It’s been one year since the murder of George Floyd at the hands of Minneapolis police. But while countless ink has been poured out writing about the tragedy and the demands for change it spurred, little of that ink has made its way to the official legal books.
If there’s one thing Americans agree on, it’s the need for police reform. A majority of Americans, 58 percent, say major changes are needed, while another 36 percent say minor changes are needed. In other words, only six percent of people believe things are fine in the world of policing.
One of the most popular reforms on the table is holding abusive officers accountable. A whopping 96 percent of Americans support changing management practices so officer abuses are punished, and 98 percent believe officers with multiple abuses should not be allowed to serve.
But a new report from The Guardian finds that reform efforts often come with strings attached—purse strings, that is.
In 2014, New York Mayor Bill de Blasio announced a number of policing reforms intended to increase community trust following a wave of protests against police killings of Black people. The reforms were minuscule compared to most reformers’ demands, assigning officers a neighborhood-beat, increasing community meetings with police, appointing community liaisons, an increase in the number of officers, and a new body-camera program in 2017.
Accountability is essential for any position of power, but especially for one that allows its members to make life and death decisions and take away the liberties of individuals.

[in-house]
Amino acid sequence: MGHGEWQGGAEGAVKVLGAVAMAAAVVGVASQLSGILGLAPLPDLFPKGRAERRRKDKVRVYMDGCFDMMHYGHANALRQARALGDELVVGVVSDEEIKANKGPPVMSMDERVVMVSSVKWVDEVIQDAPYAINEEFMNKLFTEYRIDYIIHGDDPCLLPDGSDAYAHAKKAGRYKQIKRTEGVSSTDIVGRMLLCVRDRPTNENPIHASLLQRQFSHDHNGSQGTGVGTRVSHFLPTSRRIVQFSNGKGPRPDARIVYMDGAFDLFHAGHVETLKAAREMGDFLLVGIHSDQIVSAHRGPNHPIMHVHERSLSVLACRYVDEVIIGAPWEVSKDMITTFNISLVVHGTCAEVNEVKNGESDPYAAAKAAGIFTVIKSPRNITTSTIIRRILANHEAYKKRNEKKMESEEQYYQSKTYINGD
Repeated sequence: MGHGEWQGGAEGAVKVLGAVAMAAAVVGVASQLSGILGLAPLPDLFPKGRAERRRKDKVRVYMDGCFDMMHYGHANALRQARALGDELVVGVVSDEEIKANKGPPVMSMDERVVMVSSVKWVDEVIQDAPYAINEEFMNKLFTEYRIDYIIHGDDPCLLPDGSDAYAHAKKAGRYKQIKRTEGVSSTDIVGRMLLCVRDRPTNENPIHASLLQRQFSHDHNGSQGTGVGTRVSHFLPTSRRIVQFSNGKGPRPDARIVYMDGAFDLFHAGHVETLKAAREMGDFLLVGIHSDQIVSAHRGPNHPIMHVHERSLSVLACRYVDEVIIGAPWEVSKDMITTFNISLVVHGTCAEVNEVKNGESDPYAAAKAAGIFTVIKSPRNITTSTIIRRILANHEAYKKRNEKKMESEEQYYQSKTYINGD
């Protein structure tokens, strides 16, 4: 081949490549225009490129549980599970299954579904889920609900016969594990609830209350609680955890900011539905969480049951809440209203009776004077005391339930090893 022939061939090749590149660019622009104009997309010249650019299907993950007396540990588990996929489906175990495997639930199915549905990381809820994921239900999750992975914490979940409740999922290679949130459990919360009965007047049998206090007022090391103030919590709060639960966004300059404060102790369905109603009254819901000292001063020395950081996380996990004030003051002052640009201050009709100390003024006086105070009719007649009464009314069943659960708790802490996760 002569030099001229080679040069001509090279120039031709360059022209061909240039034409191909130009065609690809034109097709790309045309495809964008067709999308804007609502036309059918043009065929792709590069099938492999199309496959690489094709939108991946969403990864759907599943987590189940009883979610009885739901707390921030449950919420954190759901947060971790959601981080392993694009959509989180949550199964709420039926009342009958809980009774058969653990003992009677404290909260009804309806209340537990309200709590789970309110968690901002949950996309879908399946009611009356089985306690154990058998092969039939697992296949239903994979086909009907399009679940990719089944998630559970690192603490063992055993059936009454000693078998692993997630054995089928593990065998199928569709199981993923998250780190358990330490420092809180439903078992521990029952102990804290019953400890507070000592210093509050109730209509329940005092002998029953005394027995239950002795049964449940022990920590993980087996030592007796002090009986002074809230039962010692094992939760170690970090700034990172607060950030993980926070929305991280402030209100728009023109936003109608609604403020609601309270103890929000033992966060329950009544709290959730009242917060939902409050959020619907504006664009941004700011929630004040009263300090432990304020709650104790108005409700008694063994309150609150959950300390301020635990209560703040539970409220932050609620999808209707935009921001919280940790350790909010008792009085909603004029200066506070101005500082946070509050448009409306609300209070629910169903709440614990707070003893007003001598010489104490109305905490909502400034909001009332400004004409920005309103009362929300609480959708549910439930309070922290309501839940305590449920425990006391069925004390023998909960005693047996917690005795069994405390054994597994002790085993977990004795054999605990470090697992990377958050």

In response, the Police Benevolent Association, the NYPD’s public union, raised cain. They filed a complaint in 2015 that claimed the city violated collective bargaining laws by rolling out its body-camera program. It also alleged the program “fundamentally alters the terms and conditions of employment of police officers by substantially modifying, among other things, their privacy, safety, duties, evaluation procedures, hours, wages and workload.”
Eventually, the union dropped the claim after contract negotiations in 2017. Those negotiations resulted in a 2.25 percent pay increase for all officers, whether they participated in the program or not. Overall, in exchange for the implementation of body-cameras, police got a pay bump of almost 12 percent over five years.
New York is not the only place being held hostage by police unions either.
In Las Vegas, unions demanded a 1 percent salary increase for body-cameras and the department charges $280 an hour for members of the public to view the footage.
In Long Island, union members rejected a $3,000 a year increase for officers in exchange for wearing body cameras. The union wanted more money. An analysis showed the cameras themselves would cost only $1.3 million, but the people of Nassau county in Long Island could end up paying over $5.7 million for the accountability measure when all is said and done.
Ultimately, police unions have managed to turn public cries for reforms against taxpayers, frequently using earned-criticism to paint their jobs as dangerous. The data do not back them up, as line-of-duty deaths have been decreasing for decades.
None of this should surprise us.